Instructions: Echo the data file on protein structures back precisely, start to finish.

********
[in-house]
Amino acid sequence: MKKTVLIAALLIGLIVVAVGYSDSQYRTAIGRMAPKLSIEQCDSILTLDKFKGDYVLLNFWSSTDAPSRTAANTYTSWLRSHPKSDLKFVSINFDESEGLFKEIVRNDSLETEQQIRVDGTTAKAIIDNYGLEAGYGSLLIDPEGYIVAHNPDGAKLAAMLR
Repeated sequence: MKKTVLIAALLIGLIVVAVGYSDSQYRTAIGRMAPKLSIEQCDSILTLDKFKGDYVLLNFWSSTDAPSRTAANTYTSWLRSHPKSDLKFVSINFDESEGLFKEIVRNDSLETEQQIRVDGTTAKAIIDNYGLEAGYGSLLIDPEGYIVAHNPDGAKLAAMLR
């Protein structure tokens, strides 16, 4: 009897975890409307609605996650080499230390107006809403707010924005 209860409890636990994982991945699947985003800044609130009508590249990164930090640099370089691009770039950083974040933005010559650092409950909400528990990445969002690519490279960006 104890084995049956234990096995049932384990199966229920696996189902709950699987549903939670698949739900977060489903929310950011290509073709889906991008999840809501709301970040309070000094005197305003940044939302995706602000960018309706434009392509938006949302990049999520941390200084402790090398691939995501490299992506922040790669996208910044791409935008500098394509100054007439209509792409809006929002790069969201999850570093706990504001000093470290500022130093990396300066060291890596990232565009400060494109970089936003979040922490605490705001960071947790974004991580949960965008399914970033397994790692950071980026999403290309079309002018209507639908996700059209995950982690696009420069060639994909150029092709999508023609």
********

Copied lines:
[in-house]
Amino acid sequence: MKKTVLIAALLIGLIVVAVGYSDSQYRTAIGRMAPKLSIEQCDSILTLDKFKGDYVLLNFWSSTDAPSRTAANTYTSWLRSHPKSDLKFVSINFDESEGLFKEIVRNDSLETEQQIRVDGTTAKAIIDNYGLEAGYGSLLIDPEGYIVAHNPDGAKLAAMLR
Repeated sequence: MKKTVLIAALLIGLIVVAVGYSDSQYRTAIGRMAPKLSIEQCDSILTLDKFKGDYVLLNFWSSTDAPSRTAANTYTSWLRSHPKSDLKFVSINFDESEGLFKEIVRNDSLETEQQIRVDGTTAKAIIDNYGLEAGYGSLLIDPEGYIVAHNPDGAKLAAMLR
């Protein structure tokens, strides 16, 4: 009897975890409307609605996650080499230390107006809403707010924005 209860409890636990994982991945699947985003800044609130009508590249990164930090640099370089691009770039950083974040933005010559650092409950909400528990990445969002690519490279960006 104890084995049956234990096995049932384990199966229920696996189902709950699987549903939670698949739900977060489903929310950011290509073709889906991008999840809501709301970040309070000094005197305003940044939302995706602000960018309706434009392509938006949302990049999520941390200084402790090398691939995501490299992506922040790669996208910044791409935008500098394509100054007439209509792409809006929002790069969201999850570093706990504001000093470290500022130093990396300066060291890596990232565009400060494109970089936003979040922490605490705001960071947790974004991580949960965008399914970033397994790692950071980026999403290309079309002018209507639908996700059209995950982690696009420069060639994909150029092709999508023609």